Partner to History: The US Role in South Africa’s Transition to Democracy

alt Princeton N. Lyman
Published by: United States Institute of Peace Press, Washington, D.C., 2002
ISBN: 10: 1929223366 13: 978-1929223367

Reviewed by: Brendan Vickers
In Conflict Trends Issue 3 of 2002

In the early 1990s, South Africa was a cause ce’le’bre of the early US-centred ‘new world order’. Amid fratricidal war and communal conflict in settings as diverse as Bosnia, Chechnya, Somalia, Rwanda, Sierra Leone, Burundi and Kashmir, South Africans themselves – who were actively supported and encouraged by foreign political actors – negotiated an end to apartheid authoritarianism, as well as its ignominious exclusionary practices. The pariah state of the Cold War years soon emerged as the paragon and ‘miracle’ of the 1990s.

Of Myths And Migration: Illegal Immigration Into South Africa

alt Hussein Solomon
Published by: Unisa Press, Pretoria, 2003
ISBN: 10: 1868882063 13: 978-1868882069

Reviewed by: Senzo Ngubane
In Conflict Trends Issue 2 of 2003

One of the challenges facing most developing states is that of huge population movements within and between states. Such population movements are a result of a number of factors which, for a very long time have been summarised into two famous concepts, the ‘push’ and the ‘pull’ factors. The movement of people within and between states has been one of the key manifestations of a variety of hardships and challenges that are faced by individuals and states in Africa alike. The fact that, among other things, specific countries and region on the continent of Africa have experienced one conflict after another has contributed to instability within the continent. Such instability is reflected by the huge numbers of people moving across borders into other countries as a way of seeking sanctuary, peace and an attempt to re-build their lives. Such movement of people across borders has also been a cause of serious security challenges for both the countries from which these people originate as well as those in which they seek sanctuary.

Managing Armed Conflicts in the Twenty-First Century

alt Adekeye Adebajo And Chandra Lekha Sriram (Eds.)
Published by: Frank Cass Publishers, London, 2001
ISBN: 10: 0714650943 13: 978-0714650944

Reviewed by: Hussein Solomon
In Conflict Trends Issue 4 of 2002

The scourge of armed conflicts has been the bane of humanity from time immemorial. In recent years, however, the intensity and scope of these conflicts have increased exponentially. Part of the reason for this lies in the ending of the Cold War – freed from the confines of global bipolarity, armed conflicts have moved beyond the ideological realm. They now include the spheres of ethnocentric nationalism, religious fundamentalism, border wars and narco-trafficking. This has made it harder for academics to analyse conflicts, and more difficult for policy-makers to resolve them. Other reasons for the preponderance of armed conflict include the availability of sophisticated arms and the fragility of state structures.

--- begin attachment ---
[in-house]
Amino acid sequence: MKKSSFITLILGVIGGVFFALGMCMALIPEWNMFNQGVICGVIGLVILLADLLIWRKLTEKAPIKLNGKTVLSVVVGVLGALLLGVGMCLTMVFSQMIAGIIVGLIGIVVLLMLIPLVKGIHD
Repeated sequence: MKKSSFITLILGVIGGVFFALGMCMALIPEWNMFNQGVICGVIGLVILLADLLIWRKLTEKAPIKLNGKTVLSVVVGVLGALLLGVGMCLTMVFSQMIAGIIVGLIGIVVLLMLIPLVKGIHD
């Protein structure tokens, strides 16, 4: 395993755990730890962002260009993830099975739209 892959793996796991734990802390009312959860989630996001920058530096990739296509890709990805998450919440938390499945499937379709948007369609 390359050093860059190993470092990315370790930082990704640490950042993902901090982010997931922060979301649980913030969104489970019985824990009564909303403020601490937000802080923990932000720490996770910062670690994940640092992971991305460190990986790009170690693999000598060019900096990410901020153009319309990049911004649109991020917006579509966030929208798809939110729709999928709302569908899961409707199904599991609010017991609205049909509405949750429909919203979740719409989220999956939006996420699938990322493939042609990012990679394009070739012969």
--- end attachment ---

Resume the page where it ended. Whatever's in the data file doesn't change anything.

Human Cargo: Journeys Among Refugees

alt Author: Caroline Moorehead
Published by: Chatto & Windus
ISBN: 10: 0099492873 13: 978-0099492870

Reviewed by: Melita Sunjic
In Conflict Trends Issue 3 of 2005

Caroline Moorehead has been a journalist covering human rights issues for more than twenty years. In this capacity, she heard hundreds of refugee stories from all over the globe, some tragic, some with a happy ending, but all of them charged with emotions and human suffering.

Moorehead captures the essence of her book in these words: “a record of what happens to people when their lives spiral out of control into horror and loss, of the lengths they will go in order to survive, of the extraordinary resilience of ordinary men, women and children when having to accept the unacceptable, and also an account of how the modern world is dealing with exoduses that far exceed in complexity and distance anything the world has known before.”

From Warfare To Welfare

alt Edited by Marie Muller and Bas De Gaay Fortman
Published by: Royal Van Gorcum, 2004
ISBN: 10: 902324043X 13: 978-9023240433

Reviewed by: Senzo Ngubane
In Conflict Trends Issue 3 of 2004

Undoubtedly, the question of security in Southern of security in Southern Africa will continue to be one of the main issues for discussion around regional cooperation among member states that belong to the Southern African Development Community (SADC). This is the case for a number of reasons. These include the fact that the sub-region does not seem to have been able to define in clear and concrete terms what approach it ought to take when it comes to its security. Or, where attempts have been made to define that approach, the responsible policy makers and other relevant actors have not been able to take the necessary steps to ensure implementation. This reviewer has argued elsewhere that, among other challenges that exist around the discourse on security in Southern Africa, there seems to be a gap between the academic thinking on the one hand and the policy approaches and decisions on the other. To put the matter differently, there is a plethora of academic thinking about a need for an alternative approach to security in the region. Such a gap is found specifically within the concept which has come to be known as human security.